Virus fears: Handshake ban urged

THE danger of coronavirus spreading through the Australian population has dramatically risen after the first human-to-human transmission was recorded, sparking drastic warnings for people to stop shaking hands.

Australia's top medico has given a grim assessment, saying it is "no longer possible" to stop the killer Covid-19 disease from spreading within the nation.

Strict biosecurity quarantine laws will be used for the first time to crack down on any localised coronavirus outbreaks if necessary.

This would see ban orders preventing people from gathering at specific shopping centres, schools or workplaces, while infected people could be slapped with control orders.

NSW Health Minister Brad Hazzard revealed two cases of human-to-human transmission had been uncovered in the state.

Chief Medical Officer Professor Brendan Murphy says it’s “no longer possible” to stop the killer disease spreading. Picture: Mick Tsikas/AAP
Chief Medical Officer Professor Brendan Murphy says it’s “no longer possible” to stop the killer disease spreading. Picture: Mick Tsikas/AAP

The patients are a 53-year-old health worker, and a 41-year-old woman believed to have caught the disease from her 43-year-old Iranian brother who recently flew in to Sydney.

World Health Organisation research into the disease spread in China suggests the vast majority of human-to-human transmissions are within family groups.

Mr Hazzard said neither person had travelled overseas recently, making it highly likely they were human transmissions, with the previous 28 cases having been contracted overseas.

He went as far as suggesting people should stop shaking hands in a bid to limit the diseases spread.

"It it's time Aussies actually gave each other a pat on the back for the time being, no handshaking," Mr Hazzard said.

There have been 33 cases of the disease confirmed in Australia now, with the first death reported on the weekend.

Chief Medical Officer Professor Brendan Murphy said because the disease had spread to more than 60 countries, many with significant outbreaks, he was preparing for greater numbers of the disease locally.

"The view at the moment was that travel bans are, at this stage … a way of delaying the burden of new cases coming in," he said.

"It is no longer possible to absolutely prevent new cases given the increasing changes in epidemiology.

"We are prepared, and we are preparing for even greater numbers."

Federal Health Minister Greg Hunt said the virus was a "significant risk" to Australia, but added it was still safe for people to go about their normal business.

"Anyone who has symptoms of a virus should practise social distancing, especially if they have recently travelled overseas," he said.

Attorney-General Christian Porter flagged that strict biosecurity laws will be used in the event of localised outbreaks.

He said there were two powers the public needed to be made aware of, human biosecurity control orders and human health response zones.

A control order can see a person or groups of people infected by Covid-19 forced to stay at a particular location, undergo decontamination and disclose who they have been in contact with.

The response zones can ban people from entering certain buildings where the government is concerned the disease could spread, including shopping centres, schools and work places.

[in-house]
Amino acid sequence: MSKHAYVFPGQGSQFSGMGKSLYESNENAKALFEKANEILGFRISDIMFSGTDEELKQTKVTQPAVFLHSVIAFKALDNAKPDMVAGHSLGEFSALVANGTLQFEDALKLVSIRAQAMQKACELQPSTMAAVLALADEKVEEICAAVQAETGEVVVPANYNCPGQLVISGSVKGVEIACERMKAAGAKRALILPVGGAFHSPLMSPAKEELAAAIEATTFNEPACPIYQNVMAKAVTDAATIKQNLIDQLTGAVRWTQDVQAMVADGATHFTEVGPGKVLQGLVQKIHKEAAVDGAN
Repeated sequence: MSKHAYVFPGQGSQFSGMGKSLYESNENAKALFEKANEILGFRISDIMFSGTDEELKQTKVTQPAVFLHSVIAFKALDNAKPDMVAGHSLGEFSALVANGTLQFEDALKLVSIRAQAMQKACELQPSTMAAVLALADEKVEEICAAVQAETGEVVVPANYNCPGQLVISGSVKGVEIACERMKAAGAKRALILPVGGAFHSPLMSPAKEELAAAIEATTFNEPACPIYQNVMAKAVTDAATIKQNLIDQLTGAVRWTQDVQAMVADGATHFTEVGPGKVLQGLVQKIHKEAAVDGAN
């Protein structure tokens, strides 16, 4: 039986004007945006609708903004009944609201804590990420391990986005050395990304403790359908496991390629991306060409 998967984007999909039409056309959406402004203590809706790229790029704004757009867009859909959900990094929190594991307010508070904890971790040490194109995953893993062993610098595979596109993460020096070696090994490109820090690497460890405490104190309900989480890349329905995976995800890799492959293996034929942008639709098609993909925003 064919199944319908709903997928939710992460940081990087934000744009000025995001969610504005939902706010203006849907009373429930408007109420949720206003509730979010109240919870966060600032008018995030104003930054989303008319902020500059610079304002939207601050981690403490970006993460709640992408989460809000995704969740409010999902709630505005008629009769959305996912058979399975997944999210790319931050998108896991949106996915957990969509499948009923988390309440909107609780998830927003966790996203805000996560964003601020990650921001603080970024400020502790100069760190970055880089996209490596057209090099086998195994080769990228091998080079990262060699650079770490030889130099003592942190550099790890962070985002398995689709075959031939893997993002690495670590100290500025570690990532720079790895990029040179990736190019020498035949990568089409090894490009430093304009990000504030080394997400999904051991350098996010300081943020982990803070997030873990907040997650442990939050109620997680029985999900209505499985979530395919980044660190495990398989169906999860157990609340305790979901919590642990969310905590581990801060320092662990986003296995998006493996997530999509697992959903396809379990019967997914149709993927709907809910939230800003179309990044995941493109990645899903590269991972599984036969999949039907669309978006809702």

"What will mean for Australians is actually something very important," Mr Porter said.

"It could require any Australian to give information about people that they have contacted or had contact with so that we can trace transmission pathways.

"These are challenging times going forward and these will be some of the first times these important powers maybe used."

The powers have been available to enact since Covid-19 was declared a "human disease" on January 21, but this has been the most significant warning issued by the Federal Government about their use.

Mr Hunt said healthcare workers and aged care workers returning to Australia from South Korea or Italy should not attend their workplace for 14 days.

It is to prevent a spread of the disease through the sectors, which are expected to come under increasing pressure should the disease have a significant outbreak in Australia.

"That is an additional level of protection which has been advised by the Chief health and medical offices and accepted by the Australian government," Mr Hunt said.

It follows Australia increasing its travel warning to Italy.

Australian travellers are now being urged to exercise a high degree of caution in the country as a whole.

But there is a heightened warning, asking them to reconsider their travel plans to 10 towns in the Lombardy region, as well as Vo' Euganeo in the Veneto area.

There are almost 1700 confirmed cases of the disease in Italy, after a dramatic rise on the weekend.

Australia has retained a travel ban with China and Iran, while urging travellers to Japan and South Korea to exercise a high degree of caution.

Mr Hunt did not rule out further travel restrictions to Italy or an outright ban, saying he would accept the advice of the chief medical officers.

Treasurer Josh Frydenberg flagged the virus was going to have a significant economic impact on Australia.

"We are seeing as a result of the spread of the coronavirus disruption to international supply chains and disruption to international students and tourists coming to this country," he said.

"Our fiscal response, will be responsible. It will be considered and it will be targeted."